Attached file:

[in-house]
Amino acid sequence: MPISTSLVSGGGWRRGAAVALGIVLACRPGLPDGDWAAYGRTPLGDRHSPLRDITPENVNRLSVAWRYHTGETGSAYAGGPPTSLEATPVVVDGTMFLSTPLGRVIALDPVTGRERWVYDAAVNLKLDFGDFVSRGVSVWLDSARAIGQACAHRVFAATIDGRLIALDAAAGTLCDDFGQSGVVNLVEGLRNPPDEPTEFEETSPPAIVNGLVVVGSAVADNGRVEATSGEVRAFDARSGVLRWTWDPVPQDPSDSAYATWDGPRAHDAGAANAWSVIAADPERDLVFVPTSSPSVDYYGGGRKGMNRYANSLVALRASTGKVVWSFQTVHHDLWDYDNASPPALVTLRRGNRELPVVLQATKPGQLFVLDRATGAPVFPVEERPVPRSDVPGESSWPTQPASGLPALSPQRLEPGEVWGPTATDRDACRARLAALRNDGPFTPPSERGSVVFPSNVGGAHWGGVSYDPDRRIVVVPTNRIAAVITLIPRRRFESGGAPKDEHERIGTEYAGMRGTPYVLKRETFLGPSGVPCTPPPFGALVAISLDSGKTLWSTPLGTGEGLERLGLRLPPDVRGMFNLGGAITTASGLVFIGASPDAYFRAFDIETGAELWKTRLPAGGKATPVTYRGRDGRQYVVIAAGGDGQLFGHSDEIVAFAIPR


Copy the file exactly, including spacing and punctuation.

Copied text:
[in-house]
Amino acid sequence: MPISTSLVSGGGWRRGAAVALGIVLACRPGLPDGDWAAYGRTPLGDRHSPLRDITPENVNRLSVAWRYHTGETGSAYAGGPPTSLEATPVVVDGTMFLSTPLGRVIALDPVTGRERWVYDAAVNLKLDFGDFVSRGVSVWLDSARAIGQACAHRVFAATIDGRLIALDAAAGTLCDDFGQSGVVNLVEGLRNPPDEPTEFEETSPPAIVNGLVVVGSAVADNGRVEATSGEVRAFDARSGVLRWTWDPVPQDPSDSAYATWDGPRAHDAGAANAWSVIAADPERDLVFVPTSSPSVDYYGGGRKGMNRYANSLVALRASTGKVVWSFQTVHHDLWDYDNASPPALVTLRRGNRELPVVLQATKPGQLFVLDRATGAPVFPVEERPVPRSDVPGESSWPTQPASGLPALSPQRLEPGEVWGPTATDRDACRARLAALRNDGPFTPPSERGSVVFPSNVGGAHWGGVSYDPDRRIVVVPTNRIAAVITLIPRRRFESGGAPKDEHERIGTEYAGMRGTPYVLKRETFLGPSGVPCTPPPFGALVAISLDSGKTLWSTPLGTGEGLERLGLRLPPDVRGMFNLGGAITTASGLVFIGASPDAYFRAFDIETGAELWKTRLPAGGKATPVTYRGRDGRQYVVIAAGGDGQLFGHSDEIVAFAIPR